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The art of opening doors

As the city's new Cultural Affairs chief, Olga Garay sees nothing but sprawling opportunity in L.A.

May 18, 2008|Charles Koppelman | Special to The Times

This is part of a series of occasional articles observing newly arrived cultural figures as they seek to get the lay of the land in Southern California.


LATE IN the afternoon you might imagine that Olga Garay, the executive director of the city's Department of Cultural Affairs, is primping for an L.A. Phil concert at Disney Hall, an art opening on Wilshire Boulevard or a premiere at the Ahmanson. Instead, she clutches the steering wheel and fights surface street traffic getting to San Pedro for a 6 p.m. appointment.

She's on her way for a tour of a shut-down former firehouse where her department plans to invest a little money. ("Just to warn you," the note on her schedule says, "it's pretty unappealing inside.") This is Garay's method for getting to know the complex shape of L.A. It's grass-roots, do-it-yourself and hands-on. Of course, having recently arrived from New York, where she was based for nearly 10 years, she needs a little help.

"On my first 10 days working here last year, I got so lost I was practically crying," she says, turning down the jazz station she normally listens to. Typically, this is a story she tells on herself, not the least embarrassed. "I got one of those GPS things and I told it where I wanted to go. But nothing happened!"

She continues, straight-faced. "So I called the emergency GPS number and spoke to this guy," who couldn't believe she was talking to the device. She throws back her head and cackles: "I'm like a mental midget!"

While Garay may need briefing on new technology, she's a quick study when it comes to what is happening in the world of arts and culture. The self-deprecation masks her thrill at the challenge of putting the city of Los Angeles front and center in supporting, promoting and underwriting the arts. Being outgoing and gregarious, she has the temperament for a job that requires frequent public meetings and encounters with new acquaintances.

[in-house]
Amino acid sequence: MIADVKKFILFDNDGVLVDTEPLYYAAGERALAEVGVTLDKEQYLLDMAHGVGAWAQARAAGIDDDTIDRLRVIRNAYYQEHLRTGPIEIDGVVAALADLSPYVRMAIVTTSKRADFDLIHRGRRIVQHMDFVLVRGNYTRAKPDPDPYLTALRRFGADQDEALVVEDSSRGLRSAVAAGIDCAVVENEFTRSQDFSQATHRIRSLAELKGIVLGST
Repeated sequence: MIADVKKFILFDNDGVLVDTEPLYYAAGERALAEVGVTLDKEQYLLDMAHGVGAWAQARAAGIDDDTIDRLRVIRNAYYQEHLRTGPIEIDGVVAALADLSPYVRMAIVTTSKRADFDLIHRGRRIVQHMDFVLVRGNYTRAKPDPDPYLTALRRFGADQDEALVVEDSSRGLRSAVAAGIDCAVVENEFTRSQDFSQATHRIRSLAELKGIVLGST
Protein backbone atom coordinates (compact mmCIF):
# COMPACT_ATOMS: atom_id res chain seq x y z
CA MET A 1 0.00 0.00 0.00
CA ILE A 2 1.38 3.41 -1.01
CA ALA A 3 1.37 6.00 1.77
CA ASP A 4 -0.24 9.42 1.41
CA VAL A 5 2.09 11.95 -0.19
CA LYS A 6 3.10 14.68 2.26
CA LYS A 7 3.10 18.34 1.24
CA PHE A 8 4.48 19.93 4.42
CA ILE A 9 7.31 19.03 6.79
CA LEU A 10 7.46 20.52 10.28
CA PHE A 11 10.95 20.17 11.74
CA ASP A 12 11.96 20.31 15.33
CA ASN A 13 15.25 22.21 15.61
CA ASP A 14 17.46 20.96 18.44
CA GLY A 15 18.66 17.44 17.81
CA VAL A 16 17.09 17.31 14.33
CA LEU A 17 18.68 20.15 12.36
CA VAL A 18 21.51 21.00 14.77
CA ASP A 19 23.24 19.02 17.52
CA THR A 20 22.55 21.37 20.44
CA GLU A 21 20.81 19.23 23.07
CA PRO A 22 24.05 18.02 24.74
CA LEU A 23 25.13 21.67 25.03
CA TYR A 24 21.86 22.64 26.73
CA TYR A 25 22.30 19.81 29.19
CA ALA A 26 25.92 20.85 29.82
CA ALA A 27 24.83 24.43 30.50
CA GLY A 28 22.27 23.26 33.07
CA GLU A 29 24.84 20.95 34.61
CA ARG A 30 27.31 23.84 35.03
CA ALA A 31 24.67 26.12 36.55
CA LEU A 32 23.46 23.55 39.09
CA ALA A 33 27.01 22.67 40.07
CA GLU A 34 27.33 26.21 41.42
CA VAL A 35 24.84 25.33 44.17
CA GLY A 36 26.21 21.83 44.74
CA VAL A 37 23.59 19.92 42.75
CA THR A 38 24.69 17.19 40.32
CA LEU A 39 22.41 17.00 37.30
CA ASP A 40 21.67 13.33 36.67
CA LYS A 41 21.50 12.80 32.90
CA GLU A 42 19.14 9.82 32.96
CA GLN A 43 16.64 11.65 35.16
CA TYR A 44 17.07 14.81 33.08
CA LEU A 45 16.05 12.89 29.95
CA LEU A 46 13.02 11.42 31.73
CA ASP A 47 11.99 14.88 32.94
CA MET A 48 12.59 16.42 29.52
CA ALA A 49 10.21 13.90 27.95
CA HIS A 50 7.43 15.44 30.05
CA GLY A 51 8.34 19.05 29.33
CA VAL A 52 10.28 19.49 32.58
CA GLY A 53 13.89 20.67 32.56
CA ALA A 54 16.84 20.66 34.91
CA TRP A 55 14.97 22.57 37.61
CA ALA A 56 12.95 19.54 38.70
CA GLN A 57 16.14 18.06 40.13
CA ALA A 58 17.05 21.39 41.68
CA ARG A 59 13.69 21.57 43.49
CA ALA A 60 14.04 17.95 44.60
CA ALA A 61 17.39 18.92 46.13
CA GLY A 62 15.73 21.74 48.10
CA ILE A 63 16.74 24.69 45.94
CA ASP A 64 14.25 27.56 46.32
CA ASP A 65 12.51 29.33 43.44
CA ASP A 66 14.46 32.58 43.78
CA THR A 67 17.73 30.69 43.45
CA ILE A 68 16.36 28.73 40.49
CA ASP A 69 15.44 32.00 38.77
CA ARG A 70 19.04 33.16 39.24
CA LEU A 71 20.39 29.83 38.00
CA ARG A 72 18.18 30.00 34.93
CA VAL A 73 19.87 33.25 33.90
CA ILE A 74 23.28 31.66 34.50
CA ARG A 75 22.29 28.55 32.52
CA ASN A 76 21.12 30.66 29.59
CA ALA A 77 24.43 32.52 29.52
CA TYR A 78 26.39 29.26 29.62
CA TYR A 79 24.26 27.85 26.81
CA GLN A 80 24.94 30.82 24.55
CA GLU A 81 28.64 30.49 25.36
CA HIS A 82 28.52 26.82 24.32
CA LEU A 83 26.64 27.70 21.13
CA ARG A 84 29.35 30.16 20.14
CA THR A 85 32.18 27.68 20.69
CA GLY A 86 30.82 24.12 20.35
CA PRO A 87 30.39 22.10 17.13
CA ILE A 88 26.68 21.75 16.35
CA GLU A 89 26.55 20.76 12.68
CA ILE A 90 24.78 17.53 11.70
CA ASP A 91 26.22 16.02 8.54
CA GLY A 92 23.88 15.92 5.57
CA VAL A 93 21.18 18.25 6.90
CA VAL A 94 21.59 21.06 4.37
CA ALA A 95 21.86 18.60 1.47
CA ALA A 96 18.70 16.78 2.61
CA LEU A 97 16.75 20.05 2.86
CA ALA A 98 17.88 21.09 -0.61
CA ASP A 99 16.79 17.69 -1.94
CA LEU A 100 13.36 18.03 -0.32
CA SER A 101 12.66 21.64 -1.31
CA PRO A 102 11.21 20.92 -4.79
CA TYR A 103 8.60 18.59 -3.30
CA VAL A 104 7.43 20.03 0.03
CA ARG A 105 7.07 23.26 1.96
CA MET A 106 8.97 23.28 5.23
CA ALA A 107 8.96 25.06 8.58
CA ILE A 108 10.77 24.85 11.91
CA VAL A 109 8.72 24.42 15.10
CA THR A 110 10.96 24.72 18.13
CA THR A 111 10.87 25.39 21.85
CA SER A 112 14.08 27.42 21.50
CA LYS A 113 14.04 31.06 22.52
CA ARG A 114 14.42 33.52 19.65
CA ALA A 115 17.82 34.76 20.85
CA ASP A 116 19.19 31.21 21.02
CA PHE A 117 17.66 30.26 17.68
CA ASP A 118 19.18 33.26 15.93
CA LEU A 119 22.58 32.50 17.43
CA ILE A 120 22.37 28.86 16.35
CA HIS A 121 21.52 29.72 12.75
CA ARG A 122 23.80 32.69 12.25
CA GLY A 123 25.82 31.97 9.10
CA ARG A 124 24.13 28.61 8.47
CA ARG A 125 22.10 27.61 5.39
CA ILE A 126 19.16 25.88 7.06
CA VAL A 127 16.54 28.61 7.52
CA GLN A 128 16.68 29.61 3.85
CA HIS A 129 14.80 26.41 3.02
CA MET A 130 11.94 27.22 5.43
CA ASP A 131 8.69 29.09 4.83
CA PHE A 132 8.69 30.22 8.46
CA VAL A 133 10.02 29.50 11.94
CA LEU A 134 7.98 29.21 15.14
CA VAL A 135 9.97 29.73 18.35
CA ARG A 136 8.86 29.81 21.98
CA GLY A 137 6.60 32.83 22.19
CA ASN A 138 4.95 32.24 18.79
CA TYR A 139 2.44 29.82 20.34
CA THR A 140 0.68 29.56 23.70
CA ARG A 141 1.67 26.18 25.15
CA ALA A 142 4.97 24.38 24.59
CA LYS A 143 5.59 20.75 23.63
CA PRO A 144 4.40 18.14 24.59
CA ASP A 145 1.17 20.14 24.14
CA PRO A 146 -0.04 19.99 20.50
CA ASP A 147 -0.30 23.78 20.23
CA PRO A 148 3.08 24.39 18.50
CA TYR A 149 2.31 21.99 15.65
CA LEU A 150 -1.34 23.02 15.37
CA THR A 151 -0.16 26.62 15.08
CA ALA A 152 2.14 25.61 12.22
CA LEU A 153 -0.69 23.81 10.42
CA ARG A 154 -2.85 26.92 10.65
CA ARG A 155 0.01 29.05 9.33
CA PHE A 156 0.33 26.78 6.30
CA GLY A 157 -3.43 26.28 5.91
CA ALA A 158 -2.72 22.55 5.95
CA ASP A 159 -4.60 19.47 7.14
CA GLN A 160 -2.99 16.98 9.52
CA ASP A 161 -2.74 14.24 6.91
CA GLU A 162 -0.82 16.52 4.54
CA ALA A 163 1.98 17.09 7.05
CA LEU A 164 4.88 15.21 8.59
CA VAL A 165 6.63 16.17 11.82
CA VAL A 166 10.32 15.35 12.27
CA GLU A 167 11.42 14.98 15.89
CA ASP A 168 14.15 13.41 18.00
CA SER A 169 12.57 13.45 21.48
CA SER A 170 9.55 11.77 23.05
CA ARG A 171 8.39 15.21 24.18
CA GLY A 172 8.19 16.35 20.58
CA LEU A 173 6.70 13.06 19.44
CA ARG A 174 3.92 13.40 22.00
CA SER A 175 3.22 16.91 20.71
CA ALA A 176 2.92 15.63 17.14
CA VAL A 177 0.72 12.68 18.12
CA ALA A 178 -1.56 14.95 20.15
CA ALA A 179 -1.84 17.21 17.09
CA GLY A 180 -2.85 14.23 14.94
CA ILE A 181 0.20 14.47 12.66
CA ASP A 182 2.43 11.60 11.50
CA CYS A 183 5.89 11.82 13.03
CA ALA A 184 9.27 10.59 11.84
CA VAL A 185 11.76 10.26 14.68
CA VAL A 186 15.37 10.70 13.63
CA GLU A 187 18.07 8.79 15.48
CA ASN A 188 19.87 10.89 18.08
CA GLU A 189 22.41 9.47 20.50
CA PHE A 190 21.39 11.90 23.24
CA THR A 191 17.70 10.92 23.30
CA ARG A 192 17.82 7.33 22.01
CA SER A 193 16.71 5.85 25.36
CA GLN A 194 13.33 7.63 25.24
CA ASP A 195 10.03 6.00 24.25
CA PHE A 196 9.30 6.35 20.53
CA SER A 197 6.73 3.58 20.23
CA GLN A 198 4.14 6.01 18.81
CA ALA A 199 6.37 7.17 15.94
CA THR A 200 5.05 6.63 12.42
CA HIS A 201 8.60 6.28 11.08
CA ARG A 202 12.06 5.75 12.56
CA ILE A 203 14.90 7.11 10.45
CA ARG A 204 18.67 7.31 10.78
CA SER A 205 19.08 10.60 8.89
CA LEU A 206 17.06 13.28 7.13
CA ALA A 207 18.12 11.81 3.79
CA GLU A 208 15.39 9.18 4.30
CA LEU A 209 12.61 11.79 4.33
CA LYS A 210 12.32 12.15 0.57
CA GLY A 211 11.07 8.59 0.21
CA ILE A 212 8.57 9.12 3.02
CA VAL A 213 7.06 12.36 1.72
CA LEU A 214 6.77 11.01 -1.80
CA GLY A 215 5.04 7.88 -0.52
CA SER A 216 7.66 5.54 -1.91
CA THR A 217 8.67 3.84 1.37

The Performing Arts Firehouse in San Pedro is emblematic of Garay's priorities -- supporting disparate grass-roots arts communities, being strategic with limited and shrinking funds and enabling greater access and usage of the city's various facilities.

"I'm trying to be responsive on the ground to what the community and the artists are telling us and what the City Council members are saying," she said earlier over lunch in Venice when she had reverse sticker shock ("I thought I was going to get a little salad. This would cost $20 in Manhattan!").

L.A.'s port community, with its mix of Croatians, Italians, Latinos and African Americans, is the kind of place where Garay, 55, of Cuban descent, is comfortable operating. Wearing a tan leather skirt with matching jacket, she gingerly steps through the moldy rooms, escorted by Lee Sweet, a Cultural Affairs staffer. By spending $24,000 for repairs, kids can once again work with Double G, who teaches symphonic hip-hop with a 70-piece group. Or they can play percussion, keyboards, guitar and violin with instructors from Music LA. The firehouse will return as a safe haven for doing homework.

"Can we do wireless?" Garay asks. Perhaps she knows more about the computer world than she lets on.

Expanding the community

Officially, the goal of the Department of Cultural Affairs, formerly under the direction of Margie Reese, is to generate and support high-quality arts and cultural experiences. "Our challenge," Garay says on the department's website, "is to be a catalyst for the delivery of art, culture, and heritage to every neighborhood in the City." With an annual budget of $28.1 million and a full-time staff of 74, DCA supports 16 neighborhood arts centers, five theaters, three historic sites and several galleries from Wilmington to Sun Valley. Continuing to spread its funds in small but strategic ways, as she intends, may put Garay at odds with others such as philanthropist Eli Broad. She says he told her to use the department's $3 million in annual grants to simply help fund the city's top institutions.

But the grass roots is where Garay is coming from and one reason Mayor Antonio Villaraigosa hired her a year ago. In the mid-1980s she worked at the Miami-Dade County Cultural Affairs Council in Florida, eventually becoming assistant director of the agency. The seeds she helped plant there are bearing lush fruit. At the time, there were about 100 nonprofit arts organizations in the Miami area. Now, in part spurred by government grants, the arts scene there is booming with about 1,000 arts groups, major new venues and spreading boho neighborhoods.

Before entering the culture field, Garay ran a literacy project in Florida for migrant farmworkers. She would send a street band into the migrant camps to play for the workers, and later, having their attention, start a reading program. "We used the arts as a means of getting trust built from the community."

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